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Novak Djokovic, Francesca Schiavone Advance At French Open

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NOVAK DJOKOVIC
AP

PARIS — Shhhhhh! Don't say a word. Novak Djokovic is perfect so far in 2011, and superstition demands silence, lest he be jinxed.

Djokovic himself insists he isn't keeping tabs on his unbeaten run, which reached 38-0 this season – and 40 consecutive victories dating to December – thanks to a 6-2, 6-1, 6-3 win over Thiemo de Bakker of the Netherlands in the first round of the French Open on Monday.

"I'm not counting," the second-seeded Djokovic said with a smile.

"I'm not trying to think about the streak that I have," he added, "even though it's definitely something that makes me proud."

Others certainly are thinking about it. Indeed, it's the talk of the year's second Grand Slam tournament. Straight-set victories Monday at Roland Garros by other top players such as Roger Federer, top-seeded Caroline Wozniacki or defending champion Francesca Schiavone – and even 2010 semifinalist Tomas Berdych's surprising five-set loss to a French qualifier – didn't merit as much attention as Djokovic did.

The Serb, who won his second Australian Open title in January, is closing in on the Open era record for best start to a tennis season by a man, John McEnroe's 42-0 in 1984. He's also only the sixth man in the Open era to win 40 matches in a row; Guillermo Vilas set the high of 46 in 1977.

But Djokovic's pals on tour aren't exactly making a big deal about it at the moment.

"In the beginning – I know him very well – I'd kind of joke, 'Hey, let someone else win.' ... Now you almost stay away. It's almost like a pitcher going for a no-hitter," said the highest-seeded American, No. 10 Mardy Fish, who beat Ricardo Mello of Brazil 6-2, 6-7 (11), 6-2, 6-4.

"I don't want to say anything about it," Fish explained. "I don't want to be the guy that says, 'Hey, by the way, you're 38-0,' or whatever he is. 'Don't lose.' I don't want to be that guy, and then have him lose."

Back on April 1, Djokovic moved to 23-0 this season by beating Fish in the semifinals in Key Biscayne, Fla.

Djokovic then defeated No. 1-ranked Rafael Nadal in the final there, part of a 7-0 mark against him and Federer in 2011. Victories over Nadal – who begins his bid for a record-tying sixth title at Roland Garros on Tuesday – on clay at Madrid and Rome this month have many believing Djokovic could become the first man to win the Australian Open and French Open in the same year since Jim Courier in 1992.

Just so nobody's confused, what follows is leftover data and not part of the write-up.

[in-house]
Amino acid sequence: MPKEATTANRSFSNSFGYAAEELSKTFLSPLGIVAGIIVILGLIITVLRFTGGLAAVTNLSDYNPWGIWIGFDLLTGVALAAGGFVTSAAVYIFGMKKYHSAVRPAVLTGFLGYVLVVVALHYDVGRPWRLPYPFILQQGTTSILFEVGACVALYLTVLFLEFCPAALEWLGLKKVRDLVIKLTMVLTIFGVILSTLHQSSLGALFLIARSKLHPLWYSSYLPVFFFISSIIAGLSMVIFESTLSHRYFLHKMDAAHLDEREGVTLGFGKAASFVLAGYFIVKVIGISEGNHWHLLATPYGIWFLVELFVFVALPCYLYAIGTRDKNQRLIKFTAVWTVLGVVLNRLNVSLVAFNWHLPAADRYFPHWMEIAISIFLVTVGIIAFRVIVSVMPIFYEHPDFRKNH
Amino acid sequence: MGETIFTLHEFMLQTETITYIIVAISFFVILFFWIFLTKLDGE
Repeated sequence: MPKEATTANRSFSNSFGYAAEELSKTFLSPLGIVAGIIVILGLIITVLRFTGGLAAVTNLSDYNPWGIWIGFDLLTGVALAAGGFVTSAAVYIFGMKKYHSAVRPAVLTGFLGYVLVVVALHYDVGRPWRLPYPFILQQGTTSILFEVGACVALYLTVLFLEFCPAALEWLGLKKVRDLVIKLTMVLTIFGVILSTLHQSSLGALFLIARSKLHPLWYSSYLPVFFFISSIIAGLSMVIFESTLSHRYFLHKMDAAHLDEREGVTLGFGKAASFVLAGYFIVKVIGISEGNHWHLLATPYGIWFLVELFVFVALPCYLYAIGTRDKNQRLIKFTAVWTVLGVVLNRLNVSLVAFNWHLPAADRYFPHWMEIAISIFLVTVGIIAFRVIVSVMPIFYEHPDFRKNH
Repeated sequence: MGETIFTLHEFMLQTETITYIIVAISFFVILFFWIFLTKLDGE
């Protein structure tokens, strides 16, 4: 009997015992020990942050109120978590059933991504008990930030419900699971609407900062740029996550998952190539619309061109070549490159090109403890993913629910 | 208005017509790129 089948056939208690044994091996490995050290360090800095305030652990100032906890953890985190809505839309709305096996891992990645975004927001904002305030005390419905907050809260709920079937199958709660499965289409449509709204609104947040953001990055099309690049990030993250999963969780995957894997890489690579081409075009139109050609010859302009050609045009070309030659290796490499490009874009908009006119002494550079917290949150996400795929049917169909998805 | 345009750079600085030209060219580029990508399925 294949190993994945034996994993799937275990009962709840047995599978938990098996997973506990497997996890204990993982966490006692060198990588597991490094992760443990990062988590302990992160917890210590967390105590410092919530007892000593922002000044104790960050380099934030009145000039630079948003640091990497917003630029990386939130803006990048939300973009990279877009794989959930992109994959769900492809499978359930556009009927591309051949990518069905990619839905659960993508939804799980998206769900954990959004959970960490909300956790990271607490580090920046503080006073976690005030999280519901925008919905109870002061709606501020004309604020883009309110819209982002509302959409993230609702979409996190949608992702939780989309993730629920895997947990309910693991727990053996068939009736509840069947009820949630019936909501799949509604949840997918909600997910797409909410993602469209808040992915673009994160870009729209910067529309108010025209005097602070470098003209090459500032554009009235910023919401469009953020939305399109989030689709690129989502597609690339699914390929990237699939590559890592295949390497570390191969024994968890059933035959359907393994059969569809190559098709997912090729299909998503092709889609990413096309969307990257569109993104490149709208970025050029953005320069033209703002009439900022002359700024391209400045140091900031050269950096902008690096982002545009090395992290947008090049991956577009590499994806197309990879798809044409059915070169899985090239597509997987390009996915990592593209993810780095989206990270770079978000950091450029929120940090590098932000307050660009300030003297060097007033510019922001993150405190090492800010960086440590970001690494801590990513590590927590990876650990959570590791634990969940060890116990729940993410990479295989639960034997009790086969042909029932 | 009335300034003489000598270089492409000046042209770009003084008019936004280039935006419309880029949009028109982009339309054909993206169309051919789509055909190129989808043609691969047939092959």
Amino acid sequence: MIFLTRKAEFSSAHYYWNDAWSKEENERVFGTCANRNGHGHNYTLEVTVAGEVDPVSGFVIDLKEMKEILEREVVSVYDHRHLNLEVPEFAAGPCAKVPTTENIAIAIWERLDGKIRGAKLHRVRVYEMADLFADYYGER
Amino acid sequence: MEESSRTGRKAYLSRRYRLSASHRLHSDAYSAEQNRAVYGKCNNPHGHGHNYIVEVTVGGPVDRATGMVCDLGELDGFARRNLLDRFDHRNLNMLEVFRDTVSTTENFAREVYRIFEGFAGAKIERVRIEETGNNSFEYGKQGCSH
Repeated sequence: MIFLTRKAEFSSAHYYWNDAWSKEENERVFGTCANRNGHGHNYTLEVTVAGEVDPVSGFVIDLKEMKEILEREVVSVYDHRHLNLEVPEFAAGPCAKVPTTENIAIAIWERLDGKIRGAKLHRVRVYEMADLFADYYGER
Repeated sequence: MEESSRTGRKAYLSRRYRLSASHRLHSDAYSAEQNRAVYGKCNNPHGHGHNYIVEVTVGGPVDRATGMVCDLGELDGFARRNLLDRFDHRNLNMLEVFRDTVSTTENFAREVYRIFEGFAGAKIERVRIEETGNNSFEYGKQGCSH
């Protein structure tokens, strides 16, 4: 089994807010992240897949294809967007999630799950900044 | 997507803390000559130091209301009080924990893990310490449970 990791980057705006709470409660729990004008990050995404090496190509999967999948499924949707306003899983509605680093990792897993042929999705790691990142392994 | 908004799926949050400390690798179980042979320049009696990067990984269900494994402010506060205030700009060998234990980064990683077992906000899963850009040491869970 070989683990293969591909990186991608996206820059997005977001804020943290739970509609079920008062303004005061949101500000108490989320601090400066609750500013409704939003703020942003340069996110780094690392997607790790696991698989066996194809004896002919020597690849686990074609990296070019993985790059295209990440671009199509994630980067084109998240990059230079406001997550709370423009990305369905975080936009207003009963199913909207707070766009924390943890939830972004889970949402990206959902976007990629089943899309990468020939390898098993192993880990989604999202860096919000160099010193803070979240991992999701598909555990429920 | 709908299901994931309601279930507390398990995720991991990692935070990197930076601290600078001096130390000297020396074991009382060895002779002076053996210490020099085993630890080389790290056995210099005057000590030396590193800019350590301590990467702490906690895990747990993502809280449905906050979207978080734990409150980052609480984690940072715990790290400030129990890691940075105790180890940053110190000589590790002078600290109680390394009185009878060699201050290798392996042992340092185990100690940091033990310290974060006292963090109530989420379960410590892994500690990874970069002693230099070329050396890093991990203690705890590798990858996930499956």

Djokovic called it an "amazing streak," and acknowledged, of course, that he never could have expected to be unbeaten in late May.

"I'm really trying to have the right mental approach to every match that I play, try to think about only winning, about (my) next opponent," Djokovic said. "This is what keeps me on the ground and keeps me very focused."

He says his success is due to a combination of factors, including a gluten-free diet, which he has declined to discuss in any detail in Paris – "I can't talk about it," Djokovic explained Monday, "because it's private" – but credits with helping him overcome previous problems with allergies and playing in extreme heat.

In the second round, he'll meet 60th-ranked Victor Hanescu of Romania. Win that, and Djokovic could take on 25th-seeded Juan Martin del Potro of Argentina. The 2009 U.S. Open champion hasn't been the same player since right wrist surgery last year but got past 6-foot-10 Ivo Karlovic of Croatia 6-7 (7), 6-3, 7-5, 6-4, then declared: "I'm not thinking about Djokovic yet."

Way down the line, Djokovic's semifinal opponent could be Federer, who completed his career Grand Slam by winning the 2009 French Open, part of his 16 major titles overall.

"Roger can beat anybody if he plays good," was the assessment offered by Feliciano Lopez, the Spaniard who never managed to earn a single break point Monday and lost to Federer 6-3, 6-4, 7-6 (3).

The last time Federer was in tournament action, at Rome on May 12, he was losing in the third round.

The last time he faced Lopez, at Madrid a week earlier, Federer was forced to save a match point before pulling out a 7-6 (13), 6-7 (1), 7-6 (7) struggle.

But Monday's Federer looked more like the Federer people are used to seeing, even if he's "only" reached two semifinals and two quarterfinals at the past four major tournaments. The man who upset him at Wimbledon en route to last year's final, the sixth-seeded Berdych, made a quick exit, blowing a two-set-to-none lead, then later wasting a match point, in a 3-6, 3-6, 6-2, 6-2, 9-7 loss to 140th-ranked Stephane Robert.

Two other seeded men lost: No. 22 Michael Llodra of France, and No. 26 Milos Raonic of Canada.

Llodra left on an ugly note, likening the atmosphere at his court to an Arab marketplace after receiving a warning from Moroccan chair umpire Mohamed El Jennati for throwing a ball at a female security guard in the stands.

TV footage showed Llodra telling El Jennati: "We are not in a souk. We are not selling carpets in a market."

Tournament organizers told The Associated Press that El Jennati was not available for comment because he is not allowed to speak to the media during the two-week tournament.

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AP Sports Writer Sam Petrequin contributed to this report.

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Howard Fendrich can be reached at http://twitter.com/HowardFendrich

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